The records that detail the movement of the mangosteen during the 18th and 19th century (2,3,4,5,6,7,8) indicate that the first introduction of the mangosteen in the UK goes back to someone named Anton Pantaleon Hove. A. P. Hove (alternately Hoveau) was a Pole dispatched by Sir Joseph Banks to go and try to 'obtain' some better strains of cotton seeds from Gujarat, India. Apparently amongst his procurements were mangosteen plants that made it back to Plymouth, England in 1789 and which were then moved to Kew. Sir Joseph Banks, whose widespread popularity and renown resulting from his accompanying Captain Cook on his first expedition, was then head of the Royal Botanical Gardens at Kew and president of the Royal Society. Banks was very actively involved throughout this period in guiding, consulting on and sometimes personally funding projects involving both plant and animal introductions. Slowly but surely, the effort was being made to introduce the mangosteen into the Western Hemisphere.

With regard to the history of the mangosteen, it should be noted that it was the other plant under consideration in an 18th century publication (7) titled "A description of the mangostan and the bread-fruit" by John Ellis (mangostan was the word for the mangosteen in the Molucca Islands). The year was 1775 and John Ellis was utilizing his knowledge of the tropics as a fellow of the Royal Society Of London to expound upon the botanical treasures of far off Africa and the Malay Archipelago. The original intent of this work was to inform his Majesty "The Earl of Sandwich, First Lord of the Admiralty of GREAT BRITAIN" of a prospect that "seems conducive to the benefit of any part of the British Empire..." This publication also detailed with sketches of designs of several wooden plant cases with wire mesh that would house the plants on the deck of a ship for the journey home. There was also a stylized sketch of the breadfruit and the mangosteen in this publication. See below.

Cabinets designed by Ellis to hold plants on the upper decks of a ship.

The four illustrations above are from the work by John Ellis (7) from 1775.

Ellis makes reference to Laurent Garcin, a French naturalist who traveled through the region in question collecting and describing the native plants in general and the mangosteen in particular. Linnaeus, a regular correspondent with Ellis, honored the work of Laurent Garcin by naming the genus Garcinia which includes the mangosteen after him (9,10). It is the glowing description of the mangosteen fruit by Garcin, Rumphius, and others that led Ellis to place it alongside the breadfruit as a candidate for retrieval and planting in the British colonies of the Caribbean. The publication of this paper was intended to encourage the funding of an expedition to the "East Indies" to bring back these two plant species, the mangosteen and the breadfruit, to the West Indies for planting and cultivation. In this it succeeded. The individual chosen for this journey based on the conclusions of this publication was none other than Captain Bligh (11, 12). The British government in 1787 informed the West India Committee, a British plantation owners' lobbying organization in competition with the Royal Society of the Arts, that they would provide funding for this expedition. They purchased a ship commissioned as the "Bounty" for this purpose. As many know, Bligh needed more than one attempt but did ultimately succeed in bringing back the bread fruit on the ship Providence. For this Bligh received the Gold Medal from the Royal Society of the Arts in 1793. Breadfruit then became widely established throughout the Caribbean and Latin America. The same success and notoriety could not be said for the other candidate in John Ellis' work, the mangosteen, at that time.

Highly detailed mangosteen print from 1880 by Berthe Hoola van Nooten*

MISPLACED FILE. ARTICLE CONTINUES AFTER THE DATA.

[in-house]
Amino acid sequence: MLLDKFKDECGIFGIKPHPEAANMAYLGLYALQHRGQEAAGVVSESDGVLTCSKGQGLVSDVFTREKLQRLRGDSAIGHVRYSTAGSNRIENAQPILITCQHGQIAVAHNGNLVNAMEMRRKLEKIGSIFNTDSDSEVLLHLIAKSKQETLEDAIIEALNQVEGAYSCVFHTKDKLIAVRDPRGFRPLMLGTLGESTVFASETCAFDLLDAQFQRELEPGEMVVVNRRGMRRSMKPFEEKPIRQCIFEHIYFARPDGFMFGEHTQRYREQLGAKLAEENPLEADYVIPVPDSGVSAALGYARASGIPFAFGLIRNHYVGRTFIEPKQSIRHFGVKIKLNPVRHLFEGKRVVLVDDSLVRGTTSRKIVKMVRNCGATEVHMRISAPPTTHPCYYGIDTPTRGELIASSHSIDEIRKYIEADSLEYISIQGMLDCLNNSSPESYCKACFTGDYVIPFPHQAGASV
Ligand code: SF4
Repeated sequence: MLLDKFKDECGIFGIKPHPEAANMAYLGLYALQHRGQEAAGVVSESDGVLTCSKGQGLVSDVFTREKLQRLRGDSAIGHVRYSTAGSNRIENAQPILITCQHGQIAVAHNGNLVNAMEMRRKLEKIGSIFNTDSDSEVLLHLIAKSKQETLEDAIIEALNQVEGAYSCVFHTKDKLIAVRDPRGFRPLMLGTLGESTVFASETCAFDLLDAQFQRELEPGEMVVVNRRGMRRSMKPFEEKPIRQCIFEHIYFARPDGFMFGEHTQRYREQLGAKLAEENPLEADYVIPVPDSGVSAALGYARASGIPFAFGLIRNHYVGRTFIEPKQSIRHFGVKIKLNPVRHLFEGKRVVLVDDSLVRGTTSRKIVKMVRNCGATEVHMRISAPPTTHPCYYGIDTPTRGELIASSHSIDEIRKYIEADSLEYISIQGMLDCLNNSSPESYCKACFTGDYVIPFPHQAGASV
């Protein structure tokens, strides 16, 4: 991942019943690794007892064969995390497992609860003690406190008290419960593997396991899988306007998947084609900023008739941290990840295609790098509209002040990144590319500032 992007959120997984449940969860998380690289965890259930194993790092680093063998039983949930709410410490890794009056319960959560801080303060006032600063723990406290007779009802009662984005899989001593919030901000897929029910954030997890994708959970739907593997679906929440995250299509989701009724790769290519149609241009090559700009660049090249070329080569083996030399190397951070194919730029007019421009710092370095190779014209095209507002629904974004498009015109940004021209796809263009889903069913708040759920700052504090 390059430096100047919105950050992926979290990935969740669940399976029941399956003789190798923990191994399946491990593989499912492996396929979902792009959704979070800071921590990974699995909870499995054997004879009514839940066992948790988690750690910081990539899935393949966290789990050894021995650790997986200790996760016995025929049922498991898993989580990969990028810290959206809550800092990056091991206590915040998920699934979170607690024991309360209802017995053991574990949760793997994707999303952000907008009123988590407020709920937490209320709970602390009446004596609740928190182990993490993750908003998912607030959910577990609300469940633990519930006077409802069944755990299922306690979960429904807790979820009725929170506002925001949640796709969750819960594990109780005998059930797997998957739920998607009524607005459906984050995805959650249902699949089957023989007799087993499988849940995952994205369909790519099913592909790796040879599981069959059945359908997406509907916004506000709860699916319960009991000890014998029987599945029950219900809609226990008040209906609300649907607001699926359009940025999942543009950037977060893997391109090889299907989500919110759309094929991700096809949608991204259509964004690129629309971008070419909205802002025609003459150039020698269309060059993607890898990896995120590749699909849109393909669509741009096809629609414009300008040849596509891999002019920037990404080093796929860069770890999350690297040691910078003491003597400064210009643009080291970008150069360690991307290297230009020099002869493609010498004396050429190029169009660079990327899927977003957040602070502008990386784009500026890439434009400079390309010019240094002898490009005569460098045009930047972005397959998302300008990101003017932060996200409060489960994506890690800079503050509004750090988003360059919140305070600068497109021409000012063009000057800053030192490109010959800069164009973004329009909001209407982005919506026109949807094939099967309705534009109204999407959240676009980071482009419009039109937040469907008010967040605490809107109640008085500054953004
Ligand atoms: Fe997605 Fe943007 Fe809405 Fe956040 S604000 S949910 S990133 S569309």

The references to the mangosteen remain somewhat sparse from the end of the 18th century to the mid-19th century. One event that stands out is that of the first recorded fruiting of the mangosteen in the United Kingdom in 1855. This feat was accomplished at Syon Park, the ancestral home of the Dukes of Northumberland, by their highly skilled gardener John Ivison (11, 12). The greenhouse complex was heated to maintain a steady tropical temperature to offset the temperate British climate and this was managed in what were then known as stove houses. The seeds were obtained, so the article goes, by a Captain White from Calcutta in 1833. Based on this and other articles around that period, the timeframe would be that flowers formed on one or both of the two trees grown in large tubs in November of 1854. This would work out about right for fruit approximately 120 days or more later. It was stated that the tree with the flowers was about 15' high and 9' wide (a field grown tree in the tropics can produce at a much smaller size and in fewer years) but to pull this off in a greenhouse was quite an accomplishment. It was acknowledged as such by the Royal Horticultural Society at the time. The fruit received the Gold Banksian Medal, the first time such an honor was attached to a single fruit. It is claimed by numerous web sites that Queen Victoria was in attendance when the fruit was presented but in point of fact there is no proof of that and the Queen most likely was not. This would have been too newsworthy for the press to have ignored it in the articles of the time and none substantiate this claim. The Royal Archives recently found a letter from Eleanor, the Duchess of Northumberland, addressed to Queen Victoria explaining that based on her (Eleanor's) glowing description of the mangosteen to the Queen at a subsequent gathering, "...I now venture to ask to be allowed to send to your Majesty, a Fruit of the Mangosteen, which has never been known to fruit out of its own country; and this is therefore an object of very great curiosity and interest among Botanists." Why would she offer to send one if the Queen had already been at any ceremony based on the fruit of the mangosteen? This letter is from May 7, 1855 and there is no documented proof at this time that the Queen ever received the fruit or tried it if it arrived. A good day to be a court taster! So it is possible that Queen Victoria tried a sample sent over to her by Eleanor, Duchess of Northumberland, but there is no documented proof of receipt at this time or tasting of the mangosteen by the Queen in 1855. None whatsoever.